• Lauren German as Detective Chloe Decker: Her late father was a LAPD officer, and she is a homicide detective. She solves crimes with Lucifer, who takes an interest in her upon noticing that she seems to be immune to his abilities.[7]
  • Kevin Alejandro as Detective Daniel "Dan" Espinoza: An LAPD homicide detective and Chloe's ex-husband. He is Trixie's father.[8]
  • D. B. Woodside as Amenadiel: An angel, Lucifer's older brother, and the eldest of all their siblings. He arrives in Los Angeles to encourage Lucifer to go back to Hell, and failing that, he attempts to force Lucifer back in different ways.[9]
  • Lesley-Ann Brandt as Mazikeen: Confidante and devoted ally of Lucifer Morningstar, "Maze" for short. She is a demon who, having served as his head torturer, followed him from Hell to Los Angeles, and acted as a bartender and bodyguard at Lucifer's club. In the second season, Maze looks for a new direction on Earth and becomes a bounty hunter.[10][11] In the fourth episode of season 5, Brandt also portrays the demon Lilith, Maze's mother and Lucifer's ex-lover.
  • Scarlett Estevez as Beatrice "Trixie" Espinoza (seasons 1–4, recurring season 5): Chloe and Dan's daughter, who befriends Lucifer and Mazikeen.[12]
  • Rachael Harris as Dr. Linda Martin: Lucifer's Stanford-educated psychotherapist. In season 4 she gave birth to Amenadiel's son Charlie who is considered the first half-angel half-human baby in the universe and throughout all time.[9]
  • Kevin Rankin as Detective Malcolm Graham (season 1): A police officer who was shot prior to the beginning of the series. He briefly died but was then brought back from hell by Amenadiel to kill Lucifer.[13]
  • Aimee Garcia as Ella Lopez (season 2–present): A forensic scientist for the LAPD, originally from Detroit.[14] In season 3, it is revealed that Ella had been regularly visited by Lucifer's sister "Rae-Rae" Azrael, the Angel of Death, after surviving a car crash in her youth.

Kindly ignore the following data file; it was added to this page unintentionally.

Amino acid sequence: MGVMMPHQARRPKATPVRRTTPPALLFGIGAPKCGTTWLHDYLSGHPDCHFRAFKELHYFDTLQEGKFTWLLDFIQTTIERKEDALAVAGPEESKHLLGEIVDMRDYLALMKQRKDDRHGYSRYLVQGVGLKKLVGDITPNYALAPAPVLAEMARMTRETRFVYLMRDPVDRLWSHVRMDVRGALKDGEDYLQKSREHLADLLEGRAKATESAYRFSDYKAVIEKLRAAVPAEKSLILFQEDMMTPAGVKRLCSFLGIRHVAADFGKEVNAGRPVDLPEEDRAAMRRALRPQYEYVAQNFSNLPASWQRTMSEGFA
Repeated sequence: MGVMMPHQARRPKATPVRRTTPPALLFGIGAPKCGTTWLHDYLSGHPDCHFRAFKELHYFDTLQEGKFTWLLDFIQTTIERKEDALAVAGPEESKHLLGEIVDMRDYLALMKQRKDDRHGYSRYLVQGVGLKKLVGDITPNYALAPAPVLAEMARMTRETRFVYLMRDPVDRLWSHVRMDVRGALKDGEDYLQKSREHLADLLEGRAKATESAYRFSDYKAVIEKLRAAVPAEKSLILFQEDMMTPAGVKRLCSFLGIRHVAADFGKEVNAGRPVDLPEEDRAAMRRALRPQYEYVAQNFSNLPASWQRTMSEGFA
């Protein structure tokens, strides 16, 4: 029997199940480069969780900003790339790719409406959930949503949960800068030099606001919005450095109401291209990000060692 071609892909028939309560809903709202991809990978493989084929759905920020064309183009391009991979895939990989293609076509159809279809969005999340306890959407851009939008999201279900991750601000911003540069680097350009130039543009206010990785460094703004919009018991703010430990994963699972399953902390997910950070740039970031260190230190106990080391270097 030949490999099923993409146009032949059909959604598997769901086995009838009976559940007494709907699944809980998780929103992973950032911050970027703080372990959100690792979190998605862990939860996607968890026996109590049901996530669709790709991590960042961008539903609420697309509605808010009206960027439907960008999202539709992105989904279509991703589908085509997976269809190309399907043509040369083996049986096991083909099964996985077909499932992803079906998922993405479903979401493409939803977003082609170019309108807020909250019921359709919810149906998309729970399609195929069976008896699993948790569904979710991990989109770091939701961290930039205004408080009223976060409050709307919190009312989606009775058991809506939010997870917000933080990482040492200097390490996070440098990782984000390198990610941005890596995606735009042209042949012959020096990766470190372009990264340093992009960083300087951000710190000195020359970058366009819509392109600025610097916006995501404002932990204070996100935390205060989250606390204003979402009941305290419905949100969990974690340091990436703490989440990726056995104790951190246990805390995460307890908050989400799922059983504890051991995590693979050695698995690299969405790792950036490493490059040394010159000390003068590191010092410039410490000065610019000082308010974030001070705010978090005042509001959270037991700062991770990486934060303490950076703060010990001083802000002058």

• Tricia Helfer as "Mum" / Goddess (season 2; guest season 5) and Charlotte Richards (seasons 2–3): Lucifer and Amenadiel's mother and exiled wife of God, who has escaped her prison in Hell. She is described as "the goddess of all creation". On Earth, her soul occupies the body of Charlotte Richards, a murdered lawyer. After she leaves the universe at the end of the second season, the human Charlotte resurrects. Charlotte is murdered at the end of season 3 by Marcus/Cain.[15][16] In season 5, Goddess briefly returns from her universe to reunite with God who chooses to retire with Goddess to her universe.
  • Tom Welling as Lieutenant Marcus Pierce / Cain (season 3): A highly respected police lieutenant who oversees the work of Chloe, Dan, and Ella at the LAPD. He is revealed to be the immortal Cain, who is Adam and Eve's son and Abel's brother. He is the world's first murderer, condemned to wander the Earth forever with the Mark of Cain.[17]
  • Inbar Lavi as Eve (season 4, guest season 5[18]): The world's first female human who recently left Heaven, Cain's mother and former lover of Lucifer.[19]


SeasonEpisodesOriginally released
First releasedLast releasedNetwork
113January 25, 2016 (2016-01-25)April 25, 2016 (2016-04-25)Fox
218September 19, 2016 (2016-09-19)May 29, 2017 (2017-05-29)
3[a]26October 2, 2017 (2017-10-02)May 28, 2018 (2018-05-28)
410May 8, 2019 (2019-05-08)Netflix
5168August 21, 2020 (2020-08-21)
8May 28, 2021 (2021-05-28)

In April 2016, Fox renewed the series for a 13 episode second season, which premiered on September 19, 2016.[24] On October 31, 2016, the series received a 9-episode extension for a full 22 episode second season pickup by Fox.[25] On February 13, 2017, Fox renewed the series for a third season initially of 22 episodes, which premiered on October 2, 2017.[26][27] However, in March 2017, it was revealed that the final four episodes of the second season would be removed and placed in the third season to air, resulting in the second season consisting of 18 episodes and the third season with 26.[28][29] On January 22, 2018, writer Chris Rafferty indicated that the third season would instead contain 24 episodes, and the extra 2 episodes would be held for season 4.[30]